To speed the assimilation course, the government established Indian schools that attempted to quickly and forcefully Americanize Indian kids. According to the founder of the Carlisle Indian School in Pennsylvania, the schools were created to “kill the Indian and save the man.” In order to accomplish this objective, the schools required students to speak only English, put on proper American attire and to replace their Indian names with more “American” ones. These new regulations helped bring Native Americans closer to the conclusion of their established tribal identity and the start of their existence as citizens under the full control of the U.S. authorities.
Native American Treaties with the United States
In 1887, Congress handed down the General Allotment Act, the most significant component of the U.S. government’s assimilation platform, which was written to “civilize” American Indians by educating them to become farmers. In order to make this happen, Congress planned to establish private title of Indian property by dividing reservations, which were collectively owned, and giving each family their own stretch of land.
Additionally, by pushing the Native Americans onto limited plots of land, western developers and settlers could purchase the left over territory. The General Allotment Act, also known as the Dawes Act, required that the Indian lands be surveyed and each family be awarded an allotment of between 80 and 160 acres, while unmarried adults received between 40 to 80 acres; the remaining acreage was to be sold. Congress thought that the Dawes Act would break up Indian tribes and increase individual enterprise, while cutting down the expense of Indian supervision and producing prime property to be sold to white settlers.
Find Native American Indian Clothing in Libertyville, IL
The Dawes Act proved to be disastrous for the American Indians; over the next decades they lived under regulations that outlawed their traditional way of life yet didn’t supply the vital resources to support their businesses and households. Splitting the reservations into smaller parcels of land caused the significant reduction of Indian-owned land. Within three decades, the people had lost in excess of two-thirds of the acreage that they had controlled before the Dawes Act was passed in 1887; the majority of the remaining land was purchased by white settlers.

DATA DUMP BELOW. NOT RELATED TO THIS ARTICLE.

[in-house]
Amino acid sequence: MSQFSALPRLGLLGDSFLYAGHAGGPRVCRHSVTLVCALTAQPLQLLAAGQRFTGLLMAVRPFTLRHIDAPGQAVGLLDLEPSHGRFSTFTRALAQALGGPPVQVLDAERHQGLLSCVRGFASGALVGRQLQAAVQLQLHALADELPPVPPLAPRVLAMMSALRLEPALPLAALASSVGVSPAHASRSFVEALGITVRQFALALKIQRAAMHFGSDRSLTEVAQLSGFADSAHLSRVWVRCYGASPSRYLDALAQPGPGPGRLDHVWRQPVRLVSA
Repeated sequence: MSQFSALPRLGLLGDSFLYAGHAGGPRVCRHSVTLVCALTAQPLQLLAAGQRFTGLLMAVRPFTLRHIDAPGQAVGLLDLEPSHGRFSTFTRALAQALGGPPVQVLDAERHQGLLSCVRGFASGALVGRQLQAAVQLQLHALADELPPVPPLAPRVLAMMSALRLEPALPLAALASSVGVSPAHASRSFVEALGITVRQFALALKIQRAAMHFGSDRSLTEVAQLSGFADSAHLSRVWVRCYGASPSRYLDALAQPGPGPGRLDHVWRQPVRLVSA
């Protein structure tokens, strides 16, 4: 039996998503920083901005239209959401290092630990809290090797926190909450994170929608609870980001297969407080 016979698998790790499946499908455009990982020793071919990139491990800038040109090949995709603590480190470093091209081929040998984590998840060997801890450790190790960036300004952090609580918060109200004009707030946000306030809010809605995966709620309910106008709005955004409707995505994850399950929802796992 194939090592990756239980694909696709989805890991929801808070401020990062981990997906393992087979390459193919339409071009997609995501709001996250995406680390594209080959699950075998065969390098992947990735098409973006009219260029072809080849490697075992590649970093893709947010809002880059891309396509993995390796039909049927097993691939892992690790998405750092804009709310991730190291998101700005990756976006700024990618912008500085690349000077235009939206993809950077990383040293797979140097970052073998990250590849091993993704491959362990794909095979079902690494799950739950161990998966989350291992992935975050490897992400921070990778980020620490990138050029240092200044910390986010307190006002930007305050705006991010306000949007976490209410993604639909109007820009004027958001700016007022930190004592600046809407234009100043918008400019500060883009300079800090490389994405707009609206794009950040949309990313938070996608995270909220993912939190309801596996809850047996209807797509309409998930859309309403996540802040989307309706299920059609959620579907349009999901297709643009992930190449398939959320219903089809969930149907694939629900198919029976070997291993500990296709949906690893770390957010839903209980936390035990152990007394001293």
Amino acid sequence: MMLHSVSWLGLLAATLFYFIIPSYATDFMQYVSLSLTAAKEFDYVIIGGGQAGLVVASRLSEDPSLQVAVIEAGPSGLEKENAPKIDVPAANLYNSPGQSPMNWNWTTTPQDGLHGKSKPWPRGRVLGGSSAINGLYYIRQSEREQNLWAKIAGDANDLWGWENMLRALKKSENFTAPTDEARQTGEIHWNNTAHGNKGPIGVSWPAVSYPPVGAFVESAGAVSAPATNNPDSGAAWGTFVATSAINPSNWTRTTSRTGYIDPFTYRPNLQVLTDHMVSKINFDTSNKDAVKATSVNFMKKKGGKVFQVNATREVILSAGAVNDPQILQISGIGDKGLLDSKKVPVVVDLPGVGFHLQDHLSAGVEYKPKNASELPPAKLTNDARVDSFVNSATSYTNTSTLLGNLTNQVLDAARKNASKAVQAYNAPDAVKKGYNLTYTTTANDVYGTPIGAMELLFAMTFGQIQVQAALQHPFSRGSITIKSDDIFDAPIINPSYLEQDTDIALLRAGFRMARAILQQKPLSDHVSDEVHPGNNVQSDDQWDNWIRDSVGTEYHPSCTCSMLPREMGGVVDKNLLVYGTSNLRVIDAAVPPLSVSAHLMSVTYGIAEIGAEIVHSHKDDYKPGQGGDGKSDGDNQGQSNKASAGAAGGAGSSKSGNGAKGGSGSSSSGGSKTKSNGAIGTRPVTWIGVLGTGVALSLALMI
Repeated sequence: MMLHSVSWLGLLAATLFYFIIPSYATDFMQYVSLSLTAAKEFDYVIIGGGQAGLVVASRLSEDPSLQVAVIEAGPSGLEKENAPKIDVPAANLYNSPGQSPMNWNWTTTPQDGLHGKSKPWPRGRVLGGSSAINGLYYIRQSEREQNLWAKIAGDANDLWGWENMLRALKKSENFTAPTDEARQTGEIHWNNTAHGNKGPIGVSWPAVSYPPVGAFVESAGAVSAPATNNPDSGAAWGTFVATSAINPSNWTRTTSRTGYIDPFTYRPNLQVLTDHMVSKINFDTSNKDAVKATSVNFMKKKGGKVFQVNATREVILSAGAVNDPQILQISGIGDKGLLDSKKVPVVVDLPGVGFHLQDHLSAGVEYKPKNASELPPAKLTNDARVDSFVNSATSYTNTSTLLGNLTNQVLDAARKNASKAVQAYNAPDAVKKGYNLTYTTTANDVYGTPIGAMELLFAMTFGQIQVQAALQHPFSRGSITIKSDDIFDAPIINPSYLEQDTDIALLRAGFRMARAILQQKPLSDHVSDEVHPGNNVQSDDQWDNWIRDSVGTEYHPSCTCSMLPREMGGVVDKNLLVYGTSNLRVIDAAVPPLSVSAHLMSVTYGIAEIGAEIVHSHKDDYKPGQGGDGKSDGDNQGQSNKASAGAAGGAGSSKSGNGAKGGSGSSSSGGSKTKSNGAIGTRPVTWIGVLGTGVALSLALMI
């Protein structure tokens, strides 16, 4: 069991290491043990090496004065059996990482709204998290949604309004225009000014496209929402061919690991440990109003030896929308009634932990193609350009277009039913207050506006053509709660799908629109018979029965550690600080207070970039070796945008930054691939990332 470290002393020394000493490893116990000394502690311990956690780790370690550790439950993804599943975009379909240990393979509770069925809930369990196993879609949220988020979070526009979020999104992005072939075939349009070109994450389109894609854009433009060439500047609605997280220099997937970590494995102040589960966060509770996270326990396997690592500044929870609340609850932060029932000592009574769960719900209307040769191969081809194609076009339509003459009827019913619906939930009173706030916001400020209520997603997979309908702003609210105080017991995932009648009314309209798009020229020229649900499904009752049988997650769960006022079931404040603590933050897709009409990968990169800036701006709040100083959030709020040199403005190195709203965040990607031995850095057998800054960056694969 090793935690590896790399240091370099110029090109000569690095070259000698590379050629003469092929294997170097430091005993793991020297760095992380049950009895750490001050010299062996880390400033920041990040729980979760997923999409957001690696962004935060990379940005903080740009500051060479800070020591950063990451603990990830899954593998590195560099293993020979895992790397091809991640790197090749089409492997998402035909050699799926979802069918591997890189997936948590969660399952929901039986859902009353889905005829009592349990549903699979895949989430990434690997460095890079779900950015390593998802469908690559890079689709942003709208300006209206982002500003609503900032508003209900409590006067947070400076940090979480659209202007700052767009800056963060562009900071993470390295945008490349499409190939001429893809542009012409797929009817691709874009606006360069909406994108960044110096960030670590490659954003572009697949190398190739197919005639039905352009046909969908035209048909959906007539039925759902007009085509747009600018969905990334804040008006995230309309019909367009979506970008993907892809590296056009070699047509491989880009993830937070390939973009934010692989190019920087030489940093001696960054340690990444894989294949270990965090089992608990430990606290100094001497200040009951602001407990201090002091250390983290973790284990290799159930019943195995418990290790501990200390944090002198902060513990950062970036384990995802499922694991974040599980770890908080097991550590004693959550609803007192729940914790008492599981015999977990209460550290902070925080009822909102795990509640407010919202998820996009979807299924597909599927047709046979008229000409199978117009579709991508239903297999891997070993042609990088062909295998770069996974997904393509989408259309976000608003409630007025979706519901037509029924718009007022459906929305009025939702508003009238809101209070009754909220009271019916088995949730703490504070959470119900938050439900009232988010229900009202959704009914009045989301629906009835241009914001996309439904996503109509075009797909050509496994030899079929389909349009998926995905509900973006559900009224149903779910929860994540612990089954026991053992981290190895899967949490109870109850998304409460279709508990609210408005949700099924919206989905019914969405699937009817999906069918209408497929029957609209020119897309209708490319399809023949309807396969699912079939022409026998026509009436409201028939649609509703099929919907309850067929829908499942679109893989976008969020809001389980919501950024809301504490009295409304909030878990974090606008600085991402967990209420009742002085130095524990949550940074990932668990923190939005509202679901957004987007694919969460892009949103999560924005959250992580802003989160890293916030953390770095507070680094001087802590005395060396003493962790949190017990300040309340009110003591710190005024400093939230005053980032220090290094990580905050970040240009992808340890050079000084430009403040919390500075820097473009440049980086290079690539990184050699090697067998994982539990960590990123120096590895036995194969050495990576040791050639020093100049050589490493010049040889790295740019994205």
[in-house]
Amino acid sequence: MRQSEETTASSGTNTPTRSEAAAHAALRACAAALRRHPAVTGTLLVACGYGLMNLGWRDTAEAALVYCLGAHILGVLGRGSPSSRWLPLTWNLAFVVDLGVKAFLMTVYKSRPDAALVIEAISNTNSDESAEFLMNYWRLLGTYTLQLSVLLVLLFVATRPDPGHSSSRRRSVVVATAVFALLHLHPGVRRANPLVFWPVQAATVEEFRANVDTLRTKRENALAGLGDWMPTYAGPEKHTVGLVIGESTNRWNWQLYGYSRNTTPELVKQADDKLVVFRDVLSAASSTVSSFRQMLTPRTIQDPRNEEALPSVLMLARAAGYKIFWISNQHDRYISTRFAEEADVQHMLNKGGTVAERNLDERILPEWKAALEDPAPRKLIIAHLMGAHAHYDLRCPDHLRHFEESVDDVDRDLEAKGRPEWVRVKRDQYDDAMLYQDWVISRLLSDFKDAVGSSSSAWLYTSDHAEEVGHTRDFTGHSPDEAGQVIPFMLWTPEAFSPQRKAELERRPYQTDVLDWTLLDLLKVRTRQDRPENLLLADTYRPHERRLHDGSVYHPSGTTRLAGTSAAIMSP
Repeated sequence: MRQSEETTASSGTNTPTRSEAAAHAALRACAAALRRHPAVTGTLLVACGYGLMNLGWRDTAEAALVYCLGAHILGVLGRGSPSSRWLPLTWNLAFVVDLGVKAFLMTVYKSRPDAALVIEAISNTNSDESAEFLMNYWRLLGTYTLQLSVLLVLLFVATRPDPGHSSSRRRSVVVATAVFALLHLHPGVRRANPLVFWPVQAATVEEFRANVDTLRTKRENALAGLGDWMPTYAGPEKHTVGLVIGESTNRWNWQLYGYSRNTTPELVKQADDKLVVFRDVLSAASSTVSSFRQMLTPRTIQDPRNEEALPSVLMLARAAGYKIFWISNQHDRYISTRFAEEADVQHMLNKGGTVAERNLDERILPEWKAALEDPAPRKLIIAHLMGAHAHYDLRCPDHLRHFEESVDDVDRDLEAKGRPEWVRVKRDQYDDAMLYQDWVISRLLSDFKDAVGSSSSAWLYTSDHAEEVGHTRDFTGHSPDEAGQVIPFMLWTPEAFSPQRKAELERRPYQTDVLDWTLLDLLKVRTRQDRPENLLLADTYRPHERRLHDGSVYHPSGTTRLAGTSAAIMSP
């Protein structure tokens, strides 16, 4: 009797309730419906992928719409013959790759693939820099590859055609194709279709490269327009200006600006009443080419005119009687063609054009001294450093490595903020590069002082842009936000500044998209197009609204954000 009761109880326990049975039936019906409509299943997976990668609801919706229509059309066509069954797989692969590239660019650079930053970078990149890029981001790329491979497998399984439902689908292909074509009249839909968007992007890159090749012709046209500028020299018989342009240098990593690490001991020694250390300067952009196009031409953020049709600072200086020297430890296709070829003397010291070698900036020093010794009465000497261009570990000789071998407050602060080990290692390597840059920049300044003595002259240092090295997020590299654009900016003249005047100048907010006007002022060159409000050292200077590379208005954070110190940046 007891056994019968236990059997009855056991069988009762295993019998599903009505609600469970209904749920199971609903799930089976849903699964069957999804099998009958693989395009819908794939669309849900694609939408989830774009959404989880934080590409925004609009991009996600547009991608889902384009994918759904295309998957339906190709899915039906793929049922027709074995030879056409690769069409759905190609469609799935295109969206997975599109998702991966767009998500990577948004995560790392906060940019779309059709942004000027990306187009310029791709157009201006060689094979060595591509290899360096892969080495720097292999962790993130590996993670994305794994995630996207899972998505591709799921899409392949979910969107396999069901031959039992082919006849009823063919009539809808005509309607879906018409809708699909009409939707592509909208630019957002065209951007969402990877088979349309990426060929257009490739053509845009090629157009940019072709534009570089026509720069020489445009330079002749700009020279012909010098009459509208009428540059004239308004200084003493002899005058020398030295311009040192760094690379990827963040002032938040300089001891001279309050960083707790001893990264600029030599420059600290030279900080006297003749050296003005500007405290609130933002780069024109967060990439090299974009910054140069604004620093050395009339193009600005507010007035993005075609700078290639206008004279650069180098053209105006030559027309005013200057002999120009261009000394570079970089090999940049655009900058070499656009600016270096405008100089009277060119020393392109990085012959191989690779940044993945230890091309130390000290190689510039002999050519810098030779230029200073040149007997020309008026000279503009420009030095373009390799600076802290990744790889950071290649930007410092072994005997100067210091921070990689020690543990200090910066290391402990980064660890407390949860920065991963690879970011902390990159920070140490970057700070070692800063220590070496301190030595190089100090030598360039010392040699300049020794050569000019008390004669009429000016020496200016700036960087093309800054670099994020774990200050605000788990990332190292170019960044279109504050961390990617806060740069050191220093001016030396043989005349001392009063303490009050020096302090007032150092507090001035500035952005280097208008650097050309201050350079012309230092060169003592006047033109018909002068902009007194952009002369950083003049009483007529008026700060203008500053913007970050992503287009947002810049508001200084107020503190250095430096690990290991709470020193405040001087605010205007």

Usually, Native Americans were duped out of their allotments or were forced to sell off their property in order to pay bills and take care of their own families. As a result, the Indians were not “Americanized” and were routinely not able to become self-supporting farmers or ranchers, like the makers of the policy had expected. Further, it produced anger among Indians for the U.S. government, as the allotment process sometimes ruined land that was the spiritual and social focus of their days.
Native American Culture
Between 1850 and 1900, life for Native Americans changed drastically. Due to U.S. administration regulations, American Indians were forced from their housing as their native lands were parceled out. The Plains, which they had previously roamed alone, were now filled up with white settlers.
The Upshot of the Indian Wars
Over all these years the Indians had been defrauded out of their property, food and way of living, as the “” government’s Indian regulations forced them inside reservations and tried to “Americanize” them. Many American Indian bands did not survive relocation, assimilation and military defeat; by 1890 the Native American population was lowered to fewer than 250,000 persons. Due to generations of discriminatory and corrupt policies implemented by the United States authorities between 1850 and 1900, life for the American Indians was altered permanently.
[google-map location=”Libertyville IL”